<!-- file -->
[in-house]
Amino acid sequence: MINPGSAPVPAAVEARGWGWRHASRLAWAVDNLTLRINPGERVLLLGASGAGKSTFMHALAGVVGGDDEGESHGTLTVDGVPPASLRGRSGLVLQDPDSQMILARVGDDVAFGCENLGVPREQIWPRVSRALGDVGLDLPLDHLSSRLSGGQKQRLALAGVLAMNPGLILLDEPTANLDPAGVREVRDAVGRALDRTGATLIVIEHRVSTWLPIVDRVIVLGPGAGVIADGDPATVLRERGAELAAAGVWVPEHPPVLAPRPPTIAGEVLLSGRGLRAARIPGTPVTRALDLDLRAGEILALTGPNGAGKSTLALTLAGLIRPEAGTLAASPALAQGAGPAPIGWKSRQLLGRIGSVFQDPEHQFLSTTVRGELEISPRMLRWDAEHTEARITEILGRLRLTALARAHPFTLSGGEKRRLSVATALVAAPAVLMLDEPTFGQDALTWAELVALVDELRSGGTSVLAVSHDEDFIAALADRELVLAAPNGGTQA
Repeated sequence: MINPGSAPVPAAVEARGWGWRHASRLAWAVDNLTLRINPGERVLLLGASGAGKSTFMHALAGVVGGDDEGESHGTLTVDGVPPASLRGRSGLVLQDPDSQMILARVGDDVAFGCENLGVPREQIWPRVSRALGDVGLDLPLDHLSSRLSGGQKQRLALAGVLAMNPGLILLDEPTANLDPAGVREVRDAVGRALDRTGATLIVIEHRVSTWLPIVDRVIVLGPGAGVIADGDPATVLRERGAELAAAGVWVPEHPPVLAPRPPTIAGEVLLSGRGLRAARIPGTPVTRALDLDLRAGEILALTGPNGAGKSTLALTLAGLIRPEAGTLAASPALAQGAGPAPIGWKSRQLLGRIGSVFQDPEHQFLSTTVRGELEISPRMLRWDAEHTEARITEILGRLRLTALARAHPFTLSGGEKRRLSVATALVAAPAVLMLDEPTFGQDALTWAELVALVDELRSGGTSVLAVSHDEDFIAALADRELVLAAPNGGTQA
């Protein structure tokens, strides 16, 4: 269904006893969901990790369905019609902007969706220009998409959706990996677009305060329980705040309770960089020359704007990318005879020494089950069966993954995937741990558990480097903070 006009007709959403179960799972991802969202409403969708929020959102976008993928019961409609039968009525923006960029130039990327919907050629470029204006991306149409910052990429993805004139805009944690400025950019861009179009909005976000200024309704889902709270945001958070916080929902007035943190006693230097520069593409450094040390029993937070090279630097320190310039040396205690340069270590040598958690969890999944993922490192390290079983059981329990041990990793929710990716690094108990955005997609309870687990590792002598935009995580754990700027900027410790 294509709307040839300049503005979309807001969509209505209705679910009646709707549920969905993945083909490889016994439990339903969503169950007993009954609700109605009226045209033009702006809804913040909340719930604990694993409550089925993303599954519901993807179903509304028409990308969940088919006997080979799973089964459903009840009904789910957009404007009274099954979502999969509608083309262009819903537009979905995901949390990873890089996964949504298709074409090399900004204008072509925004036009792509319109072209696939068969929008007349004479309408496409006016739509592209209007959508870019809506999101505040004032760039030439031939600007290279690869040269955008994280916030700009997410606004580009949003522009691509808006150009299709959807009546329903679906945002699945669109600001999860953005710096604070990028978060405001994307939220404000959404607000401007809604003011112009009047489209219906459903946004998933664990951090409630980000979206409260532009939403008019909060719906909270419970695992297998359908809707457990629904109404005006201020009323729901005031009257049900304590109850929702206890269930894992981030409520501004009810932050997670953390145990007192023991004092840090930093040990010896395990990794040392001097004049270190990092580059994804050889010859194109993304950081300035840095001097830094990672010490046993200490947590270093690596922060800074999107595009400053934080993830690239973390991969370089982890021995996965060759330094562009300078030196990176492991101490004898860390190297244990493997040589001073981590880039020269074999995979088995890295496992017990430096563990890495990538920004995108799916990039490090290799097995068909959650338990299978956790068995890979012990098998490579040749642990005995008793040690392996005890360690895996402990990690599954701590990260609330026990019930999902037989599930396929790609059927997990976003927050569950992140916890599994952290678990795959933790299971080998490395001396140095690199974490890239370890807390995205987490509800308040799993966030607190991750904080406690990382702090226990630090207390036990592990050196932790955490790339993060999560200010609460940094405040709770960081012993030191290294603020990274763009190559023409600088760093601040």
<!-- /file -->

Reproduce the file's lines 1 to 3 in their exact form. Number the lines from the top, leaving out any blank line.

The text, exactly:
[in-house]
Amino acid sequence: MINPGSAPVPAAVEARGWGWRHASRLAWAVDNLTLRINPGERVLLLGASGAGKSTFMHALAGVVGGDDEGESHGTLTVDGVPPASLRGRSGLVLQDPDSQMILARVGDDVAFGCENLGVPREQIWPRVSRALGDVGLDLPLDHLSSRLSGGQKQRLALAGVLAMNPGLILLDEPTANLDPAGVREVRDAVGRALDRTGATLIVIEHRVSTWLPIVDRVIVLGPGAGVIADGDPATVLRERGAELAAAGVWVPEHPPVLAPRPPTIAGEVLLSGRGLRAARIPGTPVTRALDLDLRAGEILALTGPNGAGKSTLALTLAGLIRPEAGTLAASPALAQGAGPAPIGWKSRQLLGRIGSVFQDPEHQFLSTTVRGELEISPRMLRWDAEHTEARITEILGRLRLTALARAHPFTLSGGEKRRLSVATALVAAPAVLMLDEPTFGQDALTWAELVALVDELRSGGTSVLAVSHDEDFIAALADRELVLAAPNGGTQA
Repeated sequence: MINPGSAPVPAAVEARGWGWRHASRLAWAVDNLTLRINPGERVLLLGASGAGKSTFMHALAGVVGGDDEGESHGTLTVDGVPPASLRGRSGLVLQDPDSQMILARVGDDVAFGCENLGVPREQIWPRVSRALGDVGLDLPLDHLSSRLSGGQKQRLALAGVLAMNPGLILLDEPTANLDPAGVREVRDAVGRALDRTGATLIVIEHRVSTWLPIVDRVIVLGPGAGVIADGDPATVLRERGAELAAAGVWVPEHPPVLAPRPPTIAGEVLLSGRGLRAARIPGTPVTRALDLDLRAGEILALTGPNGAGKSTLALTLAGLIRPEAGTLAASPALAQGAGPAPIGWKSRQLLGRIGSVFQDPEHQFLSTTVRGELEISPRMLRWDAEHTEARITEILGRLRLTALARAHPFTLSGGEKRRLSVATALVAAPAVLMLDEPTFGQDALTWAELVALVDELRSGGTSVLAVSHDEDFIAALADRELVLAAPNGGTQA